Many arrived early for Mr. Johnson's service. They sat on benches in the warm sun and milled around in front of the church. Inside, the pews filled to capacity and people stood two and three deep at the back; teammates of Mr. Johnson turned out in their cross country shirts and jackets to show support.
"We're all here with all sorts of different feelings, sadness, numbness, emptiness. We are feeling hurt and afraid and we are looking for answers. Why did this have to happen? Why Kevin and David? Why now?" said the Rev. Michael Nagle, who conducted the funeral mass. "We know our faith will not take away our deep sense of loss, but it can point us in the right direction and give us a sense of hope."
After several readings, the voices of the Minnesingers floated down from above, singing an arrangement of Ave Maria.
The high school choral group sang again at Mr. Furino's service, inside the small church beside the Tabernacle. The Rev. Dr. Mary Jane O'Connor-Ropp read her remarks in the form of a letter to Mr. Furino:
"Your family and friends thank you for your exuberant love of life's simple pleasures: skimming over surf or snow, fishing, touch football in the summer. . . . We thank you for teaching us that love of family and friends, and enjoying life each day, are more important than money and possessions."
Several of Mr. Furino's friends spoke, lightening the mood momentarily with tales of Mr. Furino's antics. The service ended with a group hymn, Amazing Grace.
A double burial ceremony then took place at Sacred Heart Cemetery.
As the reception at the high school wound down, a number of students spilled into the side yard, where they played hackey sack and talked in small groups. A fresh breeze was blowing. Inside, others studied photographs of Mr. Johnson and Mr. Furino that were on display: In one, Mr. Furino is collecting plastic Easter eggs with his mother and flashing the grin that so many have recalled in recent days. In another, Mr. Johnson is dressed in an elaborate costume, looking like a medieval knight in a ruby red cape.
And then there were photos of the two together: posed with a fishing pole in front of two thick trees; sitting in the stands of a sporting event with yellow pompoms in hand; at the Tabernacle for eighth grade graduation.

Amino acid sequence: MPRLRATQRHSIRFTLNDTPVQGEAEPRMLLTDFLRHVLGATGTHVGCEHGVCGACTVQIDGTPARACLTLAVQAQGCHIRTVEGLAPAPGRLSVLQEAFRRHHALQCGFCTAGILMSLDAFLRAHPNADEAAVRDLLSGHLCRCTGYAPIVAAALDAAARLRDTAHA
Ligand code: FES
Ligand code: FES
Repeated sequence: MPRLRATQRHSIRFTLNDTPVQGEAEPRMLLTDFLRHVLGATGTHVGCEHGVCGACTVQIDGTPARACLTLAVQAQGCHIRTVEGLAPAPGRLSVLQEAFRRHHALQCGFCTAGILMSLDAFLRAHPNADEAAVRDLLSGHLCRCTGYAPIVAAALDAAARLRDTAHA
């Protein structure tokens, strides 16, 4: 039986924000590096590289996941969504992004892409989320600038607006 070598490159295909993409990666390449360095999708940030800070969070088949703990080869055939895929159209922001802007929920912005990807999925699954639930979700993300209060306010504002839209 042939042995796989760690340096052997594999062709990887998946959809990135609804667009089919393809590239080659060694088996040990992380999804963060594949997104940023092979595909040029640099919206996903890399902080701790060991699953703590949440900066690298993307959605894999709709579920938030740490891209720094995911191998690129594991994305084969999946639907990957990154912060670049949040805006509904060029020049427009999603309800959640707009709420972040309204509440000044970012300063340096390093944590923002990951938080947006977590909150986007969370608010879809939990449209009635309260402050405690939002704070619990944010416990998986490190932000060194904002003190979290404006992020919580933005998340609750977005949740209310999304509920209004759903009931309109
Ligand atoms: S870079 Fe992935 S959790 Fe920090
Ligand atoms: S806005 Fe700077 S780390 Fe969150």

The photos in particular seemed to give people comfort. They brushed at them with their fingertips and pointed out a favorite moment.
"We know there's still work to be done. But we also know we will come through this," Mr. McCarthy said afterward.
"The kids really took care of each other. The difference from when the kids came to the high school Friday and five or six o'clock Tuesday was amazing. They really ushered each other through this terrible time," said principal Margaret (Peg) Regan. "We are getting back to our normal activities, which is a very healthy thing. To move on, we must find a way to integrate the grief into our life."
"Oftentimes anger is part of the grieving process, but we have seen less of that and more kindness, bonding and coming together. Some of that comes from the two boys themselves," Mr. McCarthy said. "Kevin and David were positive, upbeat, outgoing, and the kids know that out of respect for them - to honor them - that's how they need to be as they deal with the situation."
And so the students returned to school Wednesday to take advanced placement exams and make-up MCAS tests, and this weekend the prom will be held as scheduled at the Hot Tin Roof. But even as life at the high school begins again to move forward, a message on the memorial wall resonates: "They took you from our Island but they can never take you from our hearts."
David D. Furino is survived by his parents, Tom and Barbara Furino of Edgartown, and a brother, Michael, 20; his grandparents, Lawrence and Judy Stearns of Oak Bluffs and Nancy Furino of Edgartown, and a great-grandmother, Katharine Hoyt of Oak Bluffs.
Kevin H. Johnson 2nd is survived by his parents, Kevin and Anne Johnson of Oak Bluffs, and his brother James, 14; his sister, Katie, 9; and his grandparents, John O'Hara of Walpole and Kenneth and Doris Johnson of East Bridgewater.
Memorial contributions may be made to The Kevin H. Johnson 2nd & David D. Furino Memorial Fund, c/o Edgartown National Bank, P.O. Box 96, Edgartown, MA 02539.